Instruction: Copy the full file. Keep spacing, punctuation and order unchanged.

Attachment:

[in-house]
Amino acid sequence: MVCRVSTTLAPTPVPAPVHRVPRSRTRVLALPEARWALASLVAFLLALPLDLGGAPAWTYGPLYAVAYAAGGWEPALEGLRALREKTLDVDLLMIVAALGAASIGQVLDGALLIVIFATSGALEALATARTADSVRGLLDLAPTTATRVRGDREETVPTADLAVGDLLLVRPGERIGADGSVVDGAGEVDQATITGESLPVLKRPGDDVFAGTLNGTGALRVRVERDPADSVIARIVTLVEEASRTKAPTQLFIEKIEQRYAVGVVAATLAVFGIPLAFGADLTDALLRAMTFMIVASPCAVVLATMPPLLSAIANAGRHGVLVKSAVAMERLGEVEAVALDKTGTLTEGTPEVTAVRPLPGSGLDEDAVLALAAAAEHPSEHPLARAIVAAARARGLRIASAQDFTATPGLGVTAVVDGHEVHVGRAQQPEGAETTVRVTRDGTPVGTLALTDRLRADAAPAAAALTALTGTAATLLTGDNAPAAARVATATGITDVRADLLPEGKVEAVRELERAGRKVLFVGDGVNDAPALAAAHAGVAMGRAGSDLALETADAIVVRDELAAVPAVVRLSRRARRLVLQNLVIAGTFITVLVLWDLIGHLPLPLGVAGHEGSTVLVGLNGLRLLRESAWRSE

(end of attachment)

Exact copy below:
[in-house]
Amino acid sequence: MVCRVSTTLAPTPVPAPVHRVPRSRTRVLALPEARWALASLVAFLLALPLDLGGAPAWTYGPLYAVAYAAGGWEPALEGLRALREKTLDVDLLMIVAALGAASIGQVLDGALLIVIFATSGALEALATARTADSVRGLLDLAPTTATRVRGDREETVPTADLAVGDLLLVRPGERIGADGSVVDGAGEVDQATITGESLPVLKRPGDDVFAGTLNGTGALRVRVERDPADSVIARIVTLVEEASRTKAPTQLFIEKIEQRYAVGVVAATLAVFGIPLAFGADLTDALLRAMTFMIVASPCAVVLATMPPLLSAIANAGRHGVLVKSAVAMERLGEVEAVALDKTGTLTEGTPEVTAVRPLPGSGLDEDAVLALAAAAEHPSEHPLARAIVAAARARGLRIASAQDFTATPGLGVTAVVDGHEVHVGRAQQPEGAETTVRVTRDGTPVGTLALTDRLRADAAPAAAALTALTGTAATLLTGDNAPAAARVATATGITDVRADLLPEGKVEAVRELERAGRKVLFVGDGVNDAPALAAAHAGVAMGRAGSDLALETADAIVVRDELAAVPAVVRLSRRARRLVLQNLVIAGTFITVLVLWDLIGHLPLPLGVAGHEGSTVLVGLNGLRLLRESAWRSE